Implementing tables - advice wanted
Tue Jun 13 14:24:59 CEST 2006
I have programmed in Smalltalk for about 15 years and find the
collection types key to every app. Dictionary is very important.
However, these are all mutable objects.
1 - If the idea to have a table syntax is to introduce mutable
collections, I would say it would quickly lead to a breakdown of the
single assignment nature of erlang programs.
2 - If the the idea is simply to have a syntax for constructing
immutable tables, this could be nice. But any "real" app will have
large enough or unpredictable "structure" in these tables meaning
that almost all programs will access the table "object" via an API,
not a syntax where the names of fields are hard coded. Your syntax
does look nice and could prove useful for teaching erlang, but the
core API would be used more for larger apps.
3 - I don't see much value in this new data type if the key must be
only atoms or strings. Too restrictive and would only server special
cases. I am used to using hash table where the key may be a domain
object. Unless of course, you can create a non-mutable, highly
performant, space conscious hash table to replace most uses of record.
4 - Is the performance/space characteristics of module dictionary
It is common practice (smalltalk, java, python, ruby) in model and
controller frameworks to store attributes as hash tables keyed by
attribute name. This representation is very handy for abstract
framework code to manipulate attributes, handle events, etc...
However, the code should always encapsulate the internal
implementation. This means the app programmer never sees the
dictionary/hash table. So syntactic sugar for creating/accessing the
tables isn't exposed to the app programmer. Smalltalk and Java have
several good dictionary types but do not have special syntax for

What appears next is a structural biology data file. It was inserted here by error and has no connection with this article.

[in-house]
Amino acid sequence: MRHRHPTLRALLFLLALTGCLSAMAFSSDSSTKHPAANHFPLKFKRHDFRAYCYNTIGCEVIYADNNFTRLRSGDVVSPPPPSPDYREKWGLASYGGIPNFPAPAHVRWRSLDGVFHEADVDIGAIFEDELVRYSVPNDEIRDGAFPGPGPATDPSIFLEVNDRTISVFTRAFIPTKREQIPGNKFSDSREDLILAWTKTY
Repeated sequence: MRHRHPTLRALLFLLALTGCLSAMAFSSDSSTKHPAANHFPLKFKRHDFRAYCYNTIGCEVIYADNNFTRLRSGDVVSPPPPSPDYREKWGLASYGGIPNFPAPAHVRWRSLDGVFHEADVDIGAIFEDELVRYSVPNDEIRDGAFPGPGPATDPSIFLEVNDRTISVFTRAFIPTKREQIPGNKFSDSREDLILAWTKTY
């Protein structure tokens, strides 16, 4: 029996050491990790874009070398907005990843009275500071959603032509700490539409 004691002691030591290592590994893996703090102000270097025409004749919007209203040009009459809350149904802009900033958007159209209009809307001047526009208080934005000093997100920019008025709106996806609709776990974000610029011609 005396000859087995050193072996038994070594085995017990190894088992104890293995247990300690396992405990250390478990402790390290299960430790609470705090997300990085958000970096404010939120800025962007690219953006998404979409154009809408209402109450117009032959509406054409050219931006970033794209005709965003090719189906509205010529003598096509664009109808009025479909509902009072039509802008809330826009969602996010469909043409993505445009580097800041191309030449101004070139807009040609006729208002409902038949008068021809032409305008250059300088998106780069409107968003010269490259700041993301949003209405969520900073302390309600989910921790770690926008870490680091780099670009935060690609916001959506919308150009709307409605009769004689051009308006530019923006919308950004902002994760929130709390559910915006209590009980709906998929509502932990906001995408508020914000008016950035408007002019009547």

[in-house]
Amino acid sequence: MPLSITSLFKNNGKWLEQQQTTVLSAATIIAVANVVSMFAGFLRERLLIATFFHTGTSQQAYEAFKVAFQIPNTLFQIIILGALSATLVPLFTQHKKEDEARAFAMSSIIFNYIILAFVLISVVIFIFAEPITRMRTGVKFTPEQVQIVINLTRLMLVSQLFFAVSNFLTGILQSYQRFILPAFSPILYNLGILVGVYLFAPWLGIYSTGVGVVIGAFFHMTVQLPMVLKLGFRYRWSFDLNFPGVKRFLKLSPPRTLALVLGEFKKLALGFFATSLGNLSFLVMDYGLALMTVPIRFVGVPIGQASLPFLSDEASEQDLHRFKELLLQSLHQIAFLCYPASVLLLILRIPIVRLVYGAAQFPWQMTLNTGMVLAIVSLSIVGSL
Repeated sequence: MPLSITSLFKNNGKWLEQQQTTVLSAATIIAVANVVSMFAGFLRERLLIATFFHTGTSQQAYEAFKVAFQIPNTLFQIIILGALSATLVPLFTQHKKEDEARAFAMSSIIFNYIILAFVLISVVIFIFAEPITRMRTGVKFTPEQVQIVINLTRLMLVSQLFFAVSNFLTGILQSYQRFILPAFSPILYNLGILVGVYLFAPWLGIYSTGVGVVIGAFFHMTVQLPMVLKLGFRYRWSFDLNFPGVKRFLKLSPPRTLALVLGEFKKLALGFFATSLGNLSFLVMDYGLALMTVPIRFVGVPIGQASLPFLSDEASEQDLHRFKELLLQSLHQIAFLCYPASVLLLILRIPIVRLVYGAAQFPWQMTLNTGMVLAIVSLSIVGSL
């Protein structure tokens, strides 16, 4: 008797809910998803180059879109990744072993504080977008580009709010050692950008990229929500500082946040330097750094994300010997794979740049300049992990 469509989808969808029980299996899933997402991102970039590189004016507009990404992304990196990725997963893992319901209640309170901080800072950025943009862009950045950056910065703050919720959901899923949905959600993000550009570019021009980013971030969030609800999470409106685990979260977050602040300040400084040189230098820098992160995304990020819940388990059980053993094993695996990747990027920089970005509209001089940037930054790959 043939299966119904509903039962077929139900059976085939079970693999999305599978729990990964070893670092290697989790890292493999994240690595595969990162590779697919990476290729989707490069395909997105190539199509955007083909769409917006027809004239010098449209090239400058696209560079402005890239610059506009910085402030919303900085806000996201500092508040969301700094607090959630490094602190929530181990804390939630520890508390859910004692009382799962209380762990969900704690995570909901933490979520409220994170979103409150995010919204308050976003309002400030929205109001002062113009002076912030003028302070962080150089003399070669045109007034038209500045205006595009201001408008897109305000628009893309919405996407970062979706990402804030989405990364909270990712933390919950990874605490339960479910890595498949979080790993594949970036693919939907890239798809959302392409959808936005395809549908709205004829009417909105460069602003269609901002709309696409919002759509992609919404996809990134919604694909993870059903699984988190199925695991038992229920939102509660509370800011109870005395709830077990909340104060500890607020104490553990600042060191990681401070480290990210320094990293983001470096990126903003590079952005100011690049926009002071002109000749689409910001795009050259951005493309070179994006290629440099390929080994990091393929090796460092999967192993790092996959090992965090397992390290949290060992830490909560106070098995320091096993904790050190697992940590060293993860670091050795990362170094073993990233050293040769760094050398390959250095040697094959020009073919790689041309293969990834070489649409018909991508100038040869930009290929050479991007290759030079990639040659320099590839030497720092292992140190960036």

them. This works out just fine.
What I really need is the ability to pass around records (treat them
as objects: meaning I have the discipline not to access them directly
but via some module which owns its representation) and reference the
fields by name via some record module's API. So, why would I need
to have a record's fields be available outside its created module if
I'm disciplined enough to always use said module to access the
record? Well, for creating abstract frameworks and helper "objects",
of course. I need to write some reusable "abstract" modules that are
closely coupled to their "concrete" counterpart. This abstract code
needs to know things about the record. I am doing just that in some
erlang framework code I'm working on, but I feel its a bit clumsy and
may not be efficient. I would think just one or two well performing
APIs for record field would be just what I need.
I also need a good template engine for yaws ;-)
just my 2 cents, ke han
On Jun 13, 2006, at 6:30 PM, Richard Carlsson wrote:
> Joe Armstrong (AL/EAB) wrote:
>> Erlang really really really (^100) needs tables.
> Allow me to disagree somewhat. Erlang already has good tables,
> both using hashing (dict) and binary trees (gb_trees). The
> syntactic convenience of a built-in table/dictionary type is
> really a minor thing. (Not that I would oppose having such a
> notation, but I really don't think it is critical in any way.)
> The main advantage would be psychological, I think: a standard
> one-size-fits-all dictionary type makes it easier for people to
> start using them in public interfaces, and not just internally.
> What I _do_ miss now and then (and when I need them, I have to
> jump through several hoops to get them) is indexable tables
> (i.e., arrays) with O(1) access time and a _small_ constant
> factor, and no copying of the stored data.
> If I remember correctly, the experiment with a "vector" data
> type (which used destructive update internally, with some
> penalty for accessing older versions of the data) was killed
> by bad interaction with the garbage collector, leading to
> rotten performance. Have things changed enough in the GC by
> now for this to become worth a new attempt?
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